Landmark, symbolic value

What are the features that relate to the resource’s landmark status or its symbolic associations? These features may extend beyond the resource itself to include elements of the location and environment.

For example, if a grain elevator is valued as a local landmark, CDEs might include its distinctive form and its spatial proximity to a railway line.

The Alberta Wheat Pool Grain Elevator (1960) in Big Valley is an excellent example of modern elevator design and is valued in part for its landmark status as a striking visual presence on the skyline. Character-defining elements of this site include its:

  • Location along the former railway line at the eastern edge of the town site
  • position within the cultural landscape of Big Valley
  • vertical orientation of the elevator
  • beveled cedar siding
  • gable roof with gable-roofed cupula
Big Valley Grain Elevator
One of many ‘prairie cathedrals’ that dot our province. Source: Historic Resources Management Branch.

Why are haracter-defining elements important?

A historic resource will inevitably change over time. Since changes made to the historic place may add to or detract from the ability of a historic resource to communicate its heritage value, it is very important to know which of its features are essential to maintaining this ability. A list of CDEs that is derived from an understanding of a resource’s heritage value is the foundation upon which a conservation plan can be built. The only way the significance of a historic resource can be preserved is by recognizing and safeguarding the character-defining elements of that resource. A list of CDEs is a required part of a Statement of Significance, which is a prerequisite for designation in Alberta. Some municipalities include the list in their designating bylaw.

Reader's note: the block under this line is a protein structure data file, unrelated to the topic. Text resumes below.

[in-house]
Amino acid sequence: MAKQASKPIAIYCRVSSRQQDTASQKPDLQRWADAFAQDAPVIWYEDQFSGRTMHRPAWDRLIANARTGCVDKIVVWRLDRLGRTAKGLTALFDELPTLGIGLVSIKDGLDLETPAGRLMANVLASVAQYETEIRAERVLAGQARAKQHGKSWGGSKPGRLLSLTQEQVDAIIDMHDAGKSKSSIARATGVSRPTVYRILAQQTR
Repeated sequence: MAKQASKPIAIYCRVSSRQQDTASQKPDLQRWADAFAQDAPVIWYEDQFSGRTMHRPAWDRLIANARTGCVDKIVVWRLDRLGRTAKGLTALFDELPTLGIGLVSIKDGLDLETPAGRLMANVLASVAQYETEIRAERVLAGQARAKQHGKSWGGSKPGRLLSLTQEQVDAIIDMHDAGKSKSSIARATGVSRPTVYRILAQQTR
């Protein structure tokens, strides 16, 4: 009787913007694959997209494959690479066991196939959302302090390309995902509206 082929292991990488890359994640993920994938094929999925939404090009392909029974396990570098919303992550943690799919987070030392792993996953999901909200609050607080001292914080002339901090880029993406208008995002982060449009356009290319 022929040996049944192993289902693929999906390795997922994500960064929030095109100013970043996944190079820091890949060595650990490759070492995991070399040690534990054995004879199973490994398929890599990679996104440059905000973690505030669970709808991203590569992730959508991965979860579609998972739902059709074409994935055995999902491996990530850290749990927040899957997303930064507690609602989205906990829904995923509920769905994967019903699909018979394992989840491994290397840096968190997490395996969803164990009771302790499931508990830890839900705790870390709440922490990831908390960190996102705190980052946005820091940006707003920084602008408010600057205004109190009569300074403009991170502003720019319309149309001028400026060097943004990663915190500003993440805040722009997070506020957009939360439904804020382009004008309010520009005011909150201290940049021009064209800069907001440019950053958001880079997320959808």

How to write a list of character-defining elements

A list of CDEs should answer the question: What features embody the heritage value of the resource? Also, be sure to:

  • Use point form and strike a balance between specific features and general characteristics;
  • Include only elements that are directly related to the resource’s heritage value(s);
  • Use headings to divide the elements into logical categories. For example:
    • If a historic resource has more than one heritage value or consists of more than one structure, use headings that relate to each value or structure;
    • If a historic resource is sufficiently complex, its character-defining elements can be listed under headings according to their location: exterior, interior, landscape or setting;

Finally, character-defining elements are not meant to be a comprehensive list of an historic place’s extant features. Rather, they are the elements that most strongly communicate a site’s significance and must be protected to conserve its heritage value. An historic place’s list of Character-Defining Elements should be concise and focused rather than an exhaustive catalogue

The next blog in this series will explain the purpose of and how to identify periods of significance to assist with understanding and managing the conservation of historic places.